Thursday, 7 May 2009

Legless but not a problem

It is always said that reptiles often lurk under bits of corrugated metal and metal sheets that have be left on the ground. Over the years I've lifted up lots of suitable discarded bits of metal but have never been lucky in finding anything, that is until this afternoon.

Slow worm (Anguis fragilis)

As I walked along one of the paths leading to the cliffs I saw an old metal notice on the ground. As usual I picked it up and there was one of the largest, most beautiful Slow Worms underneath. Being a cold blooded animal it benefits from the warmth it gets from the suns rays on the metal.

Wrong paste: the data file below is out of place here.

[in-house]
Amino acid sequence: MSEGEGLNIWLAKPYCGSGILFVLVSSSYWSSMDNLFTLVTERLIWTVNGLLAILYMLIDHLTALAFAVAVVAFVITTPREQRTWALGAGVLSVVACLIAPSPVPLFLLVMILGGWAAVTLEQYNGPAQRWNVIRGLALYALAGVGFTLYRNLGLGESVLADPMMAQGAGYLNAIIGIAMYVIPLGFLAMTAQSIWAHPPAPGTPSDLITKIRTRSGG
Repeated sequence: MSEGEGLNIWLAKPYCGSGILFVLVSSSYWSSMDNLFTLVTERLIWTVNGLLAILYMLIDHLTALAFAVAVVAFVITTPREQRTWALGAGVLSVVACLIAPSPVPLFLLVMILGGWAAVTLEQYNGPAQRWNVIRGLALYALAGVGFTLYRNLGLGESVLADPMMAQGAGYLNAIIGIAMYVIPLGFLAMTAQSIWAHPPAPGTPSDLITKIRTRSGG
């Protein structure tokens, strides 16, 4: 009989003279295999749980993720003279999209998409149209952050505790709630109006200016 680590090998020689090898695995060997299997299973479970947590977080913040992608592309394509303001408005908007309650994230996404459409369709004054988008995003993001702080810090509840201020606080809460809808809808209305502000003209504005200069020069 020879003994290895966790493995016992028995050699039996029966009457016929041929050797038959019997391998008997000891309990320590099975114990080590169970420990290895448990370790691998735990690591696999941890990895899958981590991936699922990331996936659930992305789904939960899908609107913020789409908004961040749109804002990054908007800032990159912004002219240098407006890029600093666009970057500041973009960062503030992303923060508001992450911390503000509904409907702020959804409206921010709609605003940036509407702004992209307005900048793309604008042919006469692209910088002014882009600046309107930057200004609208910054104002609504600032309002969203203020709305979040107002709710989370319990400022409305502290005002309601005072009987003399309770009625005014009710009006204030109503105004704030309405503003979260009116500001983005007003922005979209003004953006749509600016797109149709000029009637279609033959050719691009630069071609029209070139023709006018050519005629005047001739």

Slow worms look superficially like snakes, but are actually legless lizards. One way to identify them is that unlike snakes, lizards (and therefore slow worms) have eyelids. Slow-worms are protected by law in Great Britain against being killed, injured or sold or traded in any way.

I didn't check whether this a male or female, but judging by the paleness of the flanks and lack of a thin dark line running down the back it is a male. Slow Worms are probably the most commonly encountered reptiles in the country and are often found in compost heaps, where they find both warmth and a good source of food. They are a friend to the gardener feeding on slow moving prey such as small slugs.

Both sexes, but more commonly males, sometimes have blue spots on the body. This blue colouration is more common in coastal or island populations, and may vary over the year. It does not usually occur until an animal is at least three years old.

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